On Tuesday, the SEC announced that two ex-Saba Software CFOs have agreed to return close to $500K in stock sale profits and bonuses that they were given while the company was committing accounting fraud.

The William Slater and Peter E. Williams III are not charged with the company’s misconduct. However, the Sarbanes-Oxley Act requires that they reimburse the company for both the stock sale profits and bonuses.

From December 2008 to January 2012, Slater was CFO until October 2011, when Williams was in the position until January. During that time Saba Software overstated pre-tax earnings and issued material misstatements about revenue recognition practices. In 2014, the software company and two ex-executives were charged with accounting fraud involving falsified timesheets so that quarterly financial targets were hit. Slater made over $333K in stock sale profits and bonuses, while Williams made close to $142K.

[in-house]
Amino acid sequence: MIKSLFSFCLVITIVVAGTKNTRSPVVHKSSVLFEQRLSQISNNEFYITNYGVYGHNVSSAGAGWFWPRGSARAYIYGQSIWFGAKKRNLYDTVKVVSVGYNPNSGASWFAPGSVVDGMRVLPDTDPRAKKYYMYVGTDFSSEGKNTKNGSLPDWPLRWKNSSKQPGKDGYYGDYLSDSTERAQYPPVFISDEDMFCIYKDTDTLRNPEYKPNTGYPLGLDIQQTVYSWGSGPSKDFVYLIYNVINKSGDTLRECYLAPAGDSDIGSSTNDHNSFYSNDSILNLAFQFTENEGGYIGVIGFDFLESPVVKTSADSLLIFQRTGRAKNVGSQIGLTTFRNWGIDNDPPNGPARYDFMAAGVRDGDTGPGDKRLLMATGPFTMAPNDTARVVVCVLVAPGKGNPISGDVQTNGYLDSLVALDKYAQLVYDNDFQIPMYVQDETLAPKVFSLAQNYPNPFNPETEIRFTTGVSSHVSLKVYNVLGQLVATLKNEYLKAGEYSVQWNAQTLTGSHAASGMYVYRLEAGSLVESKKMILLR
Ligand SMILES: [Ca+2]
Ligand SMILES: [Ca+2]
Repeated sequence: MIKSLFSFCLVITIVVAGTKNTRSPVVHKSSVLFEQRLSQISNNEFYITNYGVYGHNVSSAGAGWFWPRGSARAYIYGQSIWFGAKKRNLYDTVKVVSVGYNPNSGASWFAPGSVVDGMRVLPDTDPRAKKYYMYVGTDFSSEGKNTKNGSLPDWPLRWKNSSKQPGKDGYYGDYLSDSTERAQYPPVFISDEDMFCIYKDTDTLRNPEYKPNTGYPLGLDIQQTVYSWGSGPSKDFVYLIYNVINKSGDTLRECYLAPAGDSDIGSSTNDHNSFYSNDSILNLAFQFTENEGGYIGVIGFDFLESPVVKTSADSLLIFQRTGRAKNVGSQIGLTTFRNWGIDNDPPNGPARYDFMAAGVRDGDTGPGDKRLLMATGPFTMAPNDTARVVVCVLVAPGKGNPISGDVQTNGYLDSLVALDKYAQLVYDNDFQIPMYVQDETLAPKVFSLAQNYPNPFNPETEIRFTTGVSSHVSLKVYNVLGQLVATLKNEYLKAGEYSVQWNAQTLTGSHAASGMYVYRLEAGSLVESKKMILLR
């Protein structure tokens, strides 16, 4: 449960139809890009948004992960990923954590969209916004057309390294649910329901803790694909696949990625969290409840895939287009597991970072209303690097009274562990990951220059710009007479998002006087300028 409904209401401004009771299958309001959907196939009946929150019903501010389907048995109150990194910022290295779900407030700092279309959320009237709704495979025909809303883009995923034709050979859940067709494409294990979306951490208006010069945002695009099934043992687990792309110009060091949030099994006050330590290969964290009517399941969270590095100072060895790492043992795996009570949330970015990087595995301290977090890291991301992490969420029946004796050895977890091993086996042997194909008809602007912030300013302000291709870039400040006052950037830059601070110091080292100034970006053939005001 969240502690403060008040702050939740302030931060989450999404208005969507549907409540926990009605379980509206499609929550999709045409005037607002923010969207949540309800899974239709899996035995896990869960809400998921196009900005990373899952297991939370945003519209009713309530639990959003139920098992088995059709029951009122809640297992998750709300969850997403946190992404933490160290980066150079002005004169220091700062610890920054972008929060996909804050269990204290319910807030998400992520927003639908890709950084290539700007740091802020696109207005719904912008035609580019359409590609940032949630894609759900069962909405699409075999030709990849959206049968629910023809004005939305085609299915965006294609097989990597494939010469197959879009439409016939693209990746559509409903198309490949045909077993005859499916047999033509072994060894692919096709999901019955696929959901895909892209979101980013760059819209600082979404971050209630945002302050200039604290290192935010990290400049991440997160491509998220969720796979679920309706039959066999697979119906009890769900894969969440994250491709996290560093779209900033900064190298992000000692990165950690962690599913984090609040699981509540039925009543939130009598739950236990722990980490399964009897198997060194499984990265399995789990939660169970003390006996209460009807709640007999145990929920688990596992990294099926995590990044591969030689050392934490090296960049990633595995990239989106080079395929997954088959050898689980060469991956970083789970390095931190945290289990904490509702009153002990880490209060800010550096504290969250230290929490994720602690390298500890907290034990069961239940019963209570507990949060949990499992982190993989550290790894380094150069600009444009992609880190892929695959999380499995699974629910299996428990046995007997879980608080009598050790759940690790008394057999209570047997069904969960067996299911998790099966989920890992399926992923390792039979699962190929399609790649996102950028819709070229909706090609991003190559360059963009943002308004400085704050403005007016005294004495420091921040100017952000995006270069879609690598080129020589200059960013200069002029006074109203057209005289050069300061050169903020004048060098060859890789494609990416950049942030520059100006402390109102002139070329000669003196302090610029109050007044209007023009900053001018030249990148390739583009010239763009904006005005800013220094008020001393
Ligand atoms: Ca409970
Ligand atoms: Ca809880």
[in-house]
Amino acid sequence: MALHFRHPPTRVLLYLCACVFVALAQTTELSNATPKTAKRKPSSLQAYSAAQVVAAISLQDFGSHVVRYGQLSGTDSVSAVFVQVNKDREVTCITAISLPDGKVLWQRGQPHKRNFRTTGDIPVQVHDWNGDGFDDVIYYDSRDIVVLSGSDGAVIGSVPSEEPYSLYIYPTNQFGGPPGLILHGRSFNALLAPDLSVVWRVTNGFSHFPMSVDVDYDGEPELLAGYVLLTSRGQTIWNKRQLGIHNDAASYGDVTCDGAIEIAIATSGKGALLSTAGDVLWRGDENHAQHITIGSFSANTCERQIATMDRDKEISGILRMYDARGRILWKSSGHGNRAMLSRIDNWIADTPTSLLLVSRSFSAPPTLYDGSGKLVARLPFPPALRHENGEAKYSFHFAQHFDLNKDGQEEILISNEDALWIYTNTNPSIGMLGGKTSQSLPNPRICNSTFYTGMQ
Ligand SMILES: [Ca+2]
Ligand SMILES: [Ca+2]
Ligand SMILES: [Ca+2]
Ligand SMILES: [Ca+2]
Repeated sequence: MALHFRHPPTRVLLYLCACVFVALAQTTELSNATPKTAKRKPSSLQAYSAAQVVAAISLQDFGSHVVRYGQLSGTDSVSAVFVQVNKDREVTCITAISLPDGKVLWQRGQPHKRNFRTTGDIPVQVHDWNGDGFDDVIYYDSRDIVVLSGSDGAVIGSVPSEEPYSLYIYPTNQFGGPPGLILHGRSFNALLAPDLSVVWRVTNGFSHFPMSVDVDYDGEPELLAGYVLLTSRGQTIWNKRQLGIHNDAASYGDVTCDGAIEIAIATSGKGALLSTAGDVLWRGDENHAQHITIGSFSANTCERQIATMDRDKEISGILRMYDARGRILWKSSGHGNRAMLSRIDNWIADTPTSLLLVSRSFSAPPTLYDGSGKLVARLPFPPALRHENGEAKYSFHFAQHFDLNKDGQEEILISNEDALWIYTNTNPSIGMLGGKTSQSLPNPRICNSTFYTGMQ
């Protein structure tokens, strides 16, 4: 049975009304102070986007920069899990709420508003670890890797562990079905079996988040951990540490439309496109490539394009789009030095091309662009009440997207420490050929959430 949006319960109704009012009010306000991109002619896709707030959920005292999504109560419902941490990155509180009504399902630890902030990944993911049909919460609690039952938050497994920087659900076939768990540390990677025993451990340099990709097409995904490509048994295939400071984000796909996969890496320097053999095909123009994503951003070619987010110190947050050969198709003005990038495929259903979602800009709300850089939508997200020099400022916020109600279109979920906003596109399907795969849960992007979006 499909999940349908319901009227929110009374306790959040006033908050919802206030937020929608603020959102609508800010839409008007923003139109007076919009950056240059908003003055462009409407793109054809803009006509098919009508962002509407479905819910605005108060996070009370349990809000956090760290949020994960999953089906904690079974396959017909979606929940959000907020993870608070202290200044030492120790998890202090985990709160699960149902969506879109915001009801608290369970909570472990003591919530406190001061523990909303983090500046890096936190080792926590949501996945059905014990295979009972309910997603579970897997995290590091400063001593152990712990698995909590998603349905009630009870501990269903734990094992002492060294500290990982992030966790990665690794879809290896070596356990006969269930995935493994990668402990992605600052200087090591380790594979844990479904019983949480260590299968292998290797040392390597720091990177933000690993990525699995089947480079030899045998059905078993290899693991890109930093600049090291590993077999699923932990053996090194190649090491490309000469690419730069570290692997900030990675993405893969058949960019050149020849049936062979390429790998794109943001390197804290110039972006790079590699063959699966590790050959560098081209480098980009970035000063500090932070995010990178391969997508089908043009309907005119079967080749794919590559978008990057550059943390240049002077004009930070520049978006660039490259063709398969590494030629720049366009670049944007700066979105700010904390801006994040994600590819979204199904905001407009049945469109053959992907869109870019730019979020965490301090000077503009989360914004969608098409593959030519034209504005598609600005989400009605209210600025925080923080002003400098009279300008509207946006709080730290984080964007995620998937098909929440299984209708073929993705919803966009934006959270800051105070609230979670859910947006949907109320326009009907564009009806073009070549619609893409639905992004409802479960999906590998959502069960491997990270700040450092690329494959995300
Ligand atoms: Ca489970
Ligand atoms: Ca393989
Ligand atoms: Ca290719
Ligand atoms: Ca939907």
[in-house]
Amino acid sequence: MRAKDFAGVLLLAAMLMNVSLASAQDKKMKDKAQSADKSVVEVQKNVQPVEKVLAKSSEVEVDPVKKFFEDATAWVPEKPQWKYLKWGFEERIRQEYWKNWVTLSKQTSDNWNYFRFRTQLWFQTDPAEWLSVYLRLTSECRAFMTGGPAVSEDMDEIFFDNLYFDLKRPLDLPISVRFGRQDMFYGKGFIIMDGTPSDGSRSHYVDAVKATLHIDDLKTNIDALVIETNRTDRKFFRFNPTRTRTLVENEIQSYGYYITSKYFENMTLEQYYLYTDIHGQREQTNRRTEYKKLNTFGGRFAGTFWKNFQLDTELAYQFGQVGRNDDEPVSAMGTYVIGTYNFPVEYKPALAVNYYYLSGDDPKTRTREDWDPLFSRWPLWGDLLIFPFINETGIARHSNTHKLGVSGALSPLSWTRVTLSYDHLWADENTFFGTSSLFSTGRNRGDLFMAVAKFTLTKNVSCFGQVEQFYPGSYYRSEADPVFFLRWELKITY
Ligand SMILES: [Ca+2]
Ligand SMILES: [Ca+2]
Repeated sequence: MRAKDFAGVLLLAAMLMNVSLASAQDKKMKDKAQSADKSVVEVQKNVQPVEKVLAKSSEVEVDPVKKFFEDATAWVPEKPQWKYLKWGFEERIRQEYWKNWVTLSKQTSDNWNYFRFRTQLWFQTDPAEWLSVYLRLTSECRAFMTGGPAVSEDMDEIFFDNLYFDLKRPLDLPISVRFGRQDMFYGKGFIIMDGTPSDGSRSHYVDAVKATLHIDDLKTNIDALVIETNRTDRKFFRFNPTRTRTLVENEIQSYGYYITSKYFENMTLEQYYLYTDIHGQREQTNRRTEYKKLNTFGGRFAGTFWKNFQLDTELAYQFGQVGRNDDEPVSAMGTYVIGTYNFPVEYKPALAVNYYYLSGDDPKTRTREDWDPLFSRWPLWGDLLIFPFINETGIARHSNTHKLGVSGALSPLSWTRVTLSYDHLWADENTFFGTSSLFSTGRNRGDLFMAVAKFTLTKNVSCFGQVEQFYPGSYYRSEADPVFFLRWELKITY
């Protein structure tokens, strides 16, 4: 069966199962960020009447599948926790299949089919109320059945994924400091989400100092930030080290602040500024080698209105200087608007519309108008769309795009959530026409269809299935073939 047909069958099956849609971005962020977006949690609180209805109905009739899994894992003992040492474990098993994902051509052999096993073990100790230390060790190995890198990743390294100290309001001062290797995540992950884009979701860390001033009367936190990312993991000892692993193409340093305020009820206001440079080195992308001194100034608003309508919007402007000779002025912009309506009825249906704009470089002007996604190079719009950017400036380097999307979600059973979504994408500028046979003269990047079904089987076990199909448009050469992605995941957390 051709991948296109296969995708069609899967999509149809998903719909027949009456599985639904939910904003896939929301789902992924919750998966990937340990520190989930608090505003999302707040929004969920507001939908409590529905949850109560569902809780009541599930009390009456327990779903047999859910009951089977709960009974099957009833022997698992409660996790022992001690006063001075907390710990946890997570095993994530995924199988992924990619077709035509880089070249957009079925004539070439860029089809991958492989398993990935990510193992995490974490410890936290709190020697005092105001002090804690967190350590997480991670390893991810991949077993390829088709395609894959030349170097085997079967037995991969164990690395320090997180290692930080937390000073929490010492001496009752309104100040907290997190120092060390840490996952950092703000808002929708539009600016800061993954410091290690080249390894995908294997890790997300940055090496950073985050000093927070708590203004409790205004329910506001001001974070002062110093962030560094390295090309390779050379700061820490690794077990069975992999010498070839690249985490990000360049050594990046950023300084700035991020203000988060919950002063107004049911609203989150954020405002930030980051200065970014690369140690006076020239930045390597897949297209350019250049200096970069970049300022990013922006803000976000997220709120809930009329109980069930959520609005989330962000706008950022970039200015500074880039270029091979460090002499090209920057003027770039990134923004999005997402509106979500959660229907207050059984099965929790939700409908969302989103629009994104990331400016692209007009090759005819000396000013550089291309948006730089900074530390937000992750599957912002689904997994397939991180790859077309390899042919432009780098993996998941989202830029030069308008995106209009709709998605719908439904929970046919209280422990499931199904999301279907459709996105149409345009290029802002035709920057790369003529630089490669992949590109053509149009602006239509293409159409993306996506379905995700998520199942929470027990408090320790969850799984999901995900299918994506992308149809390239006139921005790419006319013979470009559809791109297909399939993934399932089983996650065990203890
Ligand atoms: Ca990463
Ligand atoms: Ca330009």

Our securities fraud lawyers at Shepherd, Smith, Edwards, and Kantas, LTD LLP are here to help investors get their money back.

The Insider Trading Case against Hill (PDF)

The SEC Order Against Walter Island Capital
(PDF)

The SEC Order Against Slater, Williams (PDF)


More Blog Posts:
SEC Claims Investment Adviser Paid for Fraud Settlement With Client Monies, Stockbroker Fraud Blog, February 10, 2015

Sun Antonio Spurs Star Tim Duncan Files Texas Investment Adviser Fraud Case
, Stockbroker Fraud Case, January 31, 2015

Investment Adviser, Ameriprise Financial Services Sued by Hanson McClain Over Client Information, Institutional Investor Fraud Blog, January 12, 2015